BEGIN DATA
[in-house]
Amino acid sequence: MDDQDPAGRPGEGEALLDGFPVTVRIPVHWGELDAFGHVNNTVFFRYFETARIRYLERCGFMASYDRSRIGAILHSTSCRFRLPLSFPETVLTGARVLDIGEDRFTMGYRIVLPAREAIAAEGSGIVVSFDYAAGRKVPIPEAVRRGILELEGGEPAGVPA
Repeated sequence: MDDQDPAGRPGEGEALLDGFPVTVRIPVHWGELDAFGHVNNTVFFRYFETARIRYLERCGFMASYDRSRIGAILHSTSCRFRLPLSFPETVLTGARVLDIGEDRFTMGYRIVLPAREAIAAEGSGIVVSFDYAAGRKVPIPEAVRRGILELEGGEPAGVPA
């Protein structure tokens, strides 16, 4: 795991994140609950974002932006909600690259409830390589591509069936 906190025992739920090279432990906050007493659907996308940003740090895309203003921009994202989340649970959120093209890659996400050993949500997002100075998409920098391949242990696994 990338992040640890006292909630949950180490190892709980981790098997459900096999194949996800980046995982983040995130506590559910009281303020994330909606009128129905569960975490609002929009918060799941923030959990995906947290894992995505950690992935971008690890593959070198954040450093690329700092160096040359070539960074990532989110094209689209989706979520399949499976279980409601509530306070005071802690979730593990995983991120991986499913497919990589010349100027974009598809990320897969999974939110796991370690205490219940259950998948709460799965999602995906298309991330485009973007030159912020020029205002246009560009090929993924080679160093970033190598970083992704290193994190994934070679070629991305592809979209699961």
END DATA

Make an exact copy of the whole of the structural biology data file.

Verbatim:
[in-house]
Amino acid sequence: MDDQDPAGRPGEGEALLDGFPVTVRIPVHWGELDAFGHVNNTVFFRYFETARIRYLERCGFMASYDRSRIGAILHSTSCRFRLPLSFPETVLTGARVLDIGEDRFTMGYRIVLPAREAIAAEGSGIVVSFDYAAGRKVPIPEAVRRGILELEGGEPAGVPA
Repeated sequence: MDDQDPAGRPGEGEALLDGFPVTVRIPVHWGELDAFGHVNNTVFFRYFETARIRYLERCGFMASYDRSRIGAILHSTSCRFRLPLSFPETVLTGARVLDIGEDRFTMGYRIVLPAREAIAAEGSGIVVSFDYAAGRKVPIPEAVRRGILELEGGEPAGVPA
């Protein structure tokens, strides 16, 4: 795991994140609950974002932006909600690259409830390589591509069936 906190025992739920090279432990906050007493659907996308940003740090895309203003921009994202989340649970959120093209890659996400050993949500997002100075998409920098391949242990696994 990338992040640890006292909630949950180490190892709980981790098997459900096999194949996800980046995982983040995130506590559910009281303020994330909606009128129905569960975490609002929009918060799941923030959990995906947290894992995505950690992935971008690890593959070198954040450093690329700092160096040359070539960074990532989110094209689209989706979520399949499976279980409601509530306070005071802690979730593990995983991120991986499913497919990589010349100027974009598809990320897969999974939110796991370690205490219940259950998948709460799965999602995906298309991330485009973007030159912020020029205002246009560009090929993924080679160093970033190598970083992704290193994190994934070679070629991305592809979209699961």